Every mom is looking for some realistic summer hacks when the end of the school year draws near. Because, it’s every mom’s most beloved-hated time: summer break! Summer break brings welcome relief from the daily grind of school though at least.
No more screaming like a banshee, “You’re going to miss the bus!”
No more signing homework folders.
No more homework at all, actually.
No more spirit days, show-and-tell, PTA meetings, classroom newsletters, sports practices, band performances, school play rehearsals, yadda yadda yadda.
But the thrill of free time is often short-lived for parents, coming to a screeching halt the second you hear your precious offspring mutter those two awful words, “I’m borrrrrrrrrred.”
To be clear, it’s not your job to provide nonstop entertainment for your kids, especially if they are at an age of reasonable self-sufficiency.
Still, short of signing off entirely and going full 1970s-summer (aka “See you kids at dark. Mama’s drinking Tab and watching her programs.”) how can you keep summer both fun and manageable?
Don’t worry, I’ve got you covered. Here are some summer hacks or tips and tricks you can “play” with your kids to keep them entertained.
If your kids are under ten, play hide-and-seek with them. When you’re “it” (always volunteer to be it), use the time you’re “seeking” to check your email, throw in a load of laundry, maybe even have yourself a snack. Then, right when it seems you may have pushed this ruse a little too far, you miraculously find them! Works every time.
Play pretend (but not the awful kind)
I love my children, but I hate playing pretend. It is the actual worst… except when it’s not. Here are a few fantastic pretend games I love playing:
Mommy is sick
I am the patient and I desperately require rest. My children must care for me by bringing me things, singing me songs, and otherwise doing my bidding as I lie on my couch-bed. Look at me, fostering creativity, imagination, and whatever else while I lie down. I am the best mom.
My kids have rediscovered the Transformers movie from the 1980s. Spoiler alert: Optimus Prime dies and the other Transformers come to mourn him. My kids like to reenact this scene with me as Optimus Prime and I have never been so happy in my life (pro tip: Spotify even has the song, “Death of Prime” available, if like mine, your kids insist on the scene being accurate–well, you know, aside from the fact that you’re not actually a robot-in-disguise).
The Floor Is Lava
Your children will use this as an opportunity to leap from couch cushion to blanket to ottoman. You, being the resourceful adult, can use this as an opportunity to sit safely in your chair. The floor is lava, after all.
Other helpful variations may include The-kitchen-where-I’m-cooking-dinner Is Lava, Mommy’s-home-office-where-she-is-working Is Lava, The-room-where-baby-is-napping Is Lava — essentially, anywhere you need your children to avoid.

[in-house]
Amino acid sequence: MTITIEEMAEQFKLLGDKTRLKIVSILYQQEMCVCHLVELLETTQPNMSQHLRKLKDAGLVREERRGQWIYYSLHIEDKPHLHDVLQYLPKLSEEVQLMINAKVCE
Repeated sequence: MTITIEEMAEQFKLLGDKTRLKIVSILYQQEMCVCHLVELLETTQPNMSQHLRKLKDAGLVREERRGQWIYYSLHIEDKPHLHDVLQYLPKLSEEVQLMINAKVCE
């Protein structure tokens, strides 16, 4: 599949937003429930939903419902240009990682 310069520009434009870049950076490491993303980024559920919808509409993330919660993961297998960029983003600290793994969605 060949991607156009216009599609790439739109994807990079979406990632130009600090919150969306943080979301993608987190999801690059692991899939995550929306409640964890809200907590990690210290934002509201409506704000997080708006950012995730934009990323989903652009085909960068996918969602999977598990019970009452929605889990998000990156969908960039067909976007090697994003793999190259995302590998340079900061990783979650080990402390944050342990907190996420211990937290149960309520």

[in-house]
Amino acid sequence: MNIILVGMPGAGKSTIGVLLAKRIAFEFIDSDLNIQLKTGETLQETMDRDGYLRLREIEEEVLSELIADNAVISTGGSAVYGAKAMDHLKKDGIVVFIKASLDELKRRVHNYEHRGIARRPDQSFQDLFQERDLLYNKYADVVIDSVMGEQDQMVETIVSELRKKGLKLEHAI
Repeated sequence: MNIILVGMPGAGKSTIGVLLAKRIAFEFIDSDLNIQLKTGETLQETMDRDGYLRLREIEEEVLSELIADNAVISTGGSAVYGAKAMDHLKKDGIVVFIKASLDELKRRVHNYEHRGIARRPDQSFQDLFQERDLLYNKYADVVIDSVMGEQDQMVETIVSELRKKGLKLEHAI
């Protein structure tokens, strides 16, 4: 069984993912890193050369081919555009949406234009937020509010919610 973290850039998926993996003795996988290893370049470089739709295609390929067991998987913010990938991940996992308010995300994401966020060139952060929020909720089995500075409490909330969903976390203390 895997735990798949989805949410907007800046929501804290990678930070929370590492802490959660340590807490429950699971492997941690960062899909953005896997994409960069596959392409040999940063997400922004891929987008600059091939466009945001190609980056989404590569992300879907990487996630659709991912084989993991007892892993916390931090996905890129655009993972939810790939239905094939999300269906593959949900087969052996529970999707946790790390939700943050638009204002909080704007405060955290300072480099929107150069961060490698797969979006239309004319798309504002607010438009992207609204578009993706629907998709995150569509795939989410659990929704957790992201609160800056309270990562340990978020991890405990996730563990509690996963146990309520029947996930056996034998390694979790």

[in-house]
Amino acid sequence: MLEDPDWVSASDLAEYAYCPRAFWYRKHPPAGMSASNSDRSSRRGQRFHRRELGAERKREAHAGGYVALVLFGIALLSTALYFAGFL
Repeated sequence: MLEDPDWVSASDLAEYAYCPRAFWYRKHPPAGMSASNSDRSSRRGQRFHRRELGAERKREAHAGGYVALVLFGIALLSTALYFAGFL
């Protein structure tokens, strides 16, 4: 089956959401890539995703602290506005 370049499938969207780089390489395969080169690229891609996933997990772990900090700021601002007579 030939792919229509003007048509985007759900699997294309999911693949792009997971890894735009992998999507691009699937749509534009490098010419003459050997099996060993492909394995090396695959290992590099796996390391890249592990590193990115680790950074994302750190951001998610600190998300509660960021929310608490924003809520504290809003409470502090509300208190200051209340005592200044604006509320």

Family Fight Club
Before you panic and start looking up the number for Child Protective Services, this is not about you setting up an actual fight club, but rather you embracing your reality.
If you’re parenting siblings, fighting’s going to happen. This is especially true if you’re raising boys, but I’ve known plenty of sisters who can throw-down as well.
As the movie clearly explained, the first rule of Fight Club is “You do not talk about Fight Club.” Basically, if your kids are going to insist on lightsaber-battling, NERF-waring, couch-wrestling, or any other foolish activity that’s guaranteed to result in injury, despite your eleventy-million warnings, then they must observe Rule #1 and not talk to you about it.
Exceptions can be made at your discretion and will typically require blood.
Add more kids (Seriously. No, I’m not insane.)
Subtraction-by-addition is a real thing when it comes to entertaining kids. I don’t know why, but adding your kid’s friend to the mix (assuming this friend isn’t a disobedient nightmare) actually makes your life easier.
They play with one another and typically only involve you if they need a snack. You have essentially outsourced your children’s entertainment for the cost of some oreos and goldfish (plus a big mess, but that was going to happen anyway).
Hoist your problems on an unsuspecting middle-schooler
Camps are expensive, nannies cost a fortune, and even your local high-schooler requires you to fork over some heavy cash (especially if you have more than one kid). Sometimes the best babysitting bang-for-your buck comes from kids who aren’t old enough to truly babysit.
If there’s a young teen or pre-teen in your neighborhood who is kind and responsible, but a little too young to be left in charge alone, hire them to do whatever you dislike most with your kids while you’re still home (a “mother’s helper”).
Don’t like “playing house”? (Does anyone?)
Hate Pokémon? (Obviously!)
Sick of reading “The Wonky Donky” 400 times per day? (Of course!)
Pay a little helper to come do those things while you get some work done (or watch Netflix–no judgment here).
Summer doesn’t have to cost your sanity
This list should keep you covered through late July. Once August rolls around, there is no more summer “entertainment.” At that point, it’s survival of the fittest and every man, woman, and child for themselves until schools start back up again.
Good luck and Godspeed.